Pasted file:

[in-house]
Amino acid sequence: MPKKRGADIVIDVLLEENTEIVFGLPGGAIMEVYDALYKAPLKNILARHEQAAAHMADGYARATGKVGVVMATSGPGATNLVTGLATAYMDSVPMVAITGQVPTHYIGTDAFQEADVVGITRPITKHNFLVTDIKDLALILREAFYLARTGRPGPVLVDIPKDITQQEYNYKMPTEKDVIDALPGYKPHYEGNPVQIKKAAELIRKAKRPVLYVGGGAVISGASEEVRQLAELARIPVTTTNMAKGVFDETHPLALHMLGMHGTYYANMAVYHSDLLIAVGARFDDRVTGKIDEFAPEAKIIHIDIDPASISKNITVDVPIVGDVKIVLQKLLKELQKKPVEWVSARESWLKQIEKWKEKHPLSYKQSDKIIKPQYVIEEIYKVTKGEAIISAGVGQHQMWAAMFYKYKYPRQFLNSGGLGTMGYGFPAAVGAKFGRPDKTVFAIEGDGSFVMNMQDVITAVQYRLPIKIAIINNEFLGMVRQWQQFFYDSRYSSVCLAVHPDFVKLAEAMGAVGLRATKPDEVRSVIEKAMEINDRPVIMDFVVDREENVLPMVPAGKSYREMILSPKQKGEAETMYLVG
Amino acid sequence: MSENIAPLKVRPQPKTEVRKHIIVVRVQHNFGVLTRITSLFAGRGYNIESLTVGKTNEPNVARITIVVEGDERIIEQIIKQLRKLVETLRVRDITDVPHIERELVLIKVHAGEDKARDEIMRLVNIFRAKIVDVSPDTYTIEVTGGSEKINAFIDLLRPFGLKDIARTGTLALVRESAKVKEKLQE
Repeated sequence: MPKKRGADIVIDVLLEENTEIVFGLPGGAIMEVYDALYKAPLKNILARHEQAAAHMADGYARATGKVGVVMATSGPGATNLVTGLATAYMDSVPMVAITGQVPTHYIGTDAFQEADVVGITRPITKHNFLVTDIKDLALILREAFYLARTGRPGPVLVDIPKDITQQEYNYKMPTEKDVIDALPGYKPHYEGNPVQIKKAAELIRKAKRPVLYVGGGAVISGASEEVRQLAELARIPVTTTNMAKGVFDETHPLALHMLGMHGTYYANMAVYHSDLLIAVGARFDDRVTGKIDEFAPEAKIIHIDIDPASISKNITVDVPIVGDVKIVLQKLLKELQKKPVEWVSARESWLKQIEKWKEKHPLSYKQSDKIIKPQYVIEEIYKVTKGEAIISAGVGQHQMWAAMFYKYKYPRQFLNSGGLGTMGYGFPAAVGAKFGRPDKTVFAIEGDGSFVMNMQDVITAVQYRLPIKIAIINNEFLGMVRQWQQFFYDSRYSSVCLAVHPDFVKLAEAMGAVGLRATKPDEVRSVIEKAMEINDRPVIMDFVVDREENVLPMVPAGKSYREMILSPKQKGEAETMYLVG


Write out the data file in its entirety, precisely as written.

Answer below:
[in-house]
Amino acid sequence: MPKKRGADIVIDVLLEENTEIVFGLPGGAIMEVYDALYKAPLKNILARHEQAAAHMADGYARATGKVGVVMATSGPGATNLVTGLATAYMDSVPMVAITGQVPTHYIGTDAFQEADVVGITRPITKHNFLVTDIKDLALILREAFYLARTGRPGPVLVDIPKDITQQEYNYKMPTEKDVIDALPGYKPHYEGNPVQIKKAAELIRKAKRPVLYVGGGAVISGASEEVRQLAELARIPVTTTNMAKGVFDETHPLALHMLGMHGTYYANMAVYHSDLLIAVGARFDDRVTGKIDEFAPEAKIIHIDIDPASISKNITVDVPIVGDVKIVLQKLLKELQKKPVEWVSARESWLKQIEKWKEKHPLSYKQSDKIIKPQYVIEEIYKVTKGEAIISAGVGQHQMWAAMFYKYKYPRQFLNSGGLGTMGYGFPAAVGAKFGRPDKTVFAIEGDGSFVMNMQDVITAVQYRLPIKIAIINNEFLGMVRQWQQFFYDSRYSSVCLAVHPDFVKLAEAMGAVGLRATKPDEVRSVIEKAMEINDRPVIMDFVVDREENVLPMVPAGKSYREMILSPKQKGEAETMYLVG
Amino acid sequence: MSENIAPLKVRPQPKTEVRKHIIVVRVQHNFGVLTRITSLFAGRGYNIESLTVGKTNEPNVARITIVVEGDERIIEQIIKQLRKLVETLRVRDITDVPHIERELVLIKVHAGEDKARDEIMRLVNIFRAKIVDVSPDTYTIEVTGGSEKINAFIDLLRPFGLKDIARTGTLALVRESAKVKEKLQE
Repeated sequence: MPKKRGADIVIDVLLEENTEIVFGLPGGAIMEVYDALYKAPLKNILARHEQAAAHMADGYARATGKVGVVMATSGPGATNLVTGLATAYMDSVPMVAITGQVPTHYIGTDAFQEADVVGITRPITKHNFLVTDIKDLALILREAFYLARTGRPGPVLVDIPKDITQQEYNYKMPTEKDVIDALPGYKPHYEGNPVQIKKAAELIRKAKRPVLYVGGGAVISGASEEVRQLAELARIPVTTTNMAKGVFDETHPLALHMLGMHGTYYANMAVYHSDLLIAVGARFDDRVTGKIDEFAPEAKIIHIDIDPASISKNITVDVPIVGDVKIVLQKLLKELQKKPVEWVSARESWLKQIEKWKEKHPLSYKQSDKIIKPQYVIEEIYKVTKGEAIISAGVGQHQMWAAMFYKYKYPRQFLNSGGLGTMGYGFPAAVGAKFGRPDKTVFAIEGDGSFVMNMQDVITAVQYRLPIKIAIINNEFLGMVRQWQQFFYDSRYSSVCLAVHPDFVKLAEAMGAVGLRATKPDEVRSVIEKAMEINDRPVIMDFVVDREENVLPMVPAGKSYREMILSPKQKGEAETMYLVG